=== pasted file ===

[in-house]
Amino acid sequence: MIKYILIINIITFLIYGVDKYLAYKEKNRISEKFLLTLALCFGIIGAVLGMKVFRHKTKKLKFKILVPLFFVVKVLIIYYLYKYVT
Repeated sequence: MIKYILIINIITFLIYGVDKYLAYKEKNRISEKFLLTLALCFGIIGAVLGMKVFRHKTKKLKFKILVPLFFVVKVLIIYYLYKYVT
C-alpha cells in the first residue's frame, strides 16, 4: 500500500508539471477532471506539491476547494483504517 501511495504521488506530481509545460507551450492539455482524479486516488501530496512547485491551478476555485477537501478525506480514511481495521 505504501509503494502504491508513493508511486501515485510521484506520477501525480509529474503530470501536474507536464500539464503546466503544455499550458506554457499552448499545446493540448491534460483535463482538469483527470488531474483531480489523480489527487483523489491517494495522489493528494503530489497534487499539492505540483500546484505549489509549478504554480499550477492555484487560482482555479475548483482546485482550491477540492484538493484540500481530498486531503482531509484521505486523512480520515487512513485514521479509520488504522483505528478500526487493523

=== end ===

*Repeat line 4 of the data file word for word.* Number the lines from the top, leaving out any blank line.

C-alpha cells in the first residue's frame, strides 16, 4: 500500500508539471477532471506539491476547494483504517 501511495504521488506530481509545460507551450492539455482524479486516488501530496512547485491551478476555485477537501478525506480514511481495521 505504501509503494502504491508513493508511486501515485510521484506520477501525480509529474503530470501536474507536464500539464503546466503544455499550458506554457499552448499545446493540448491534460483535463482538469483527470488531474483531480489523480489527487483523489491517494495522489493528494503530489497534487499539492505540483500546484505549489509549478504554480499550477492555484487560482482555479475548483482546485482550491477540492484538493484540500481530498486531503482531509484521505486523512480520515487512513485514521479509520488504522483505528478500526487493523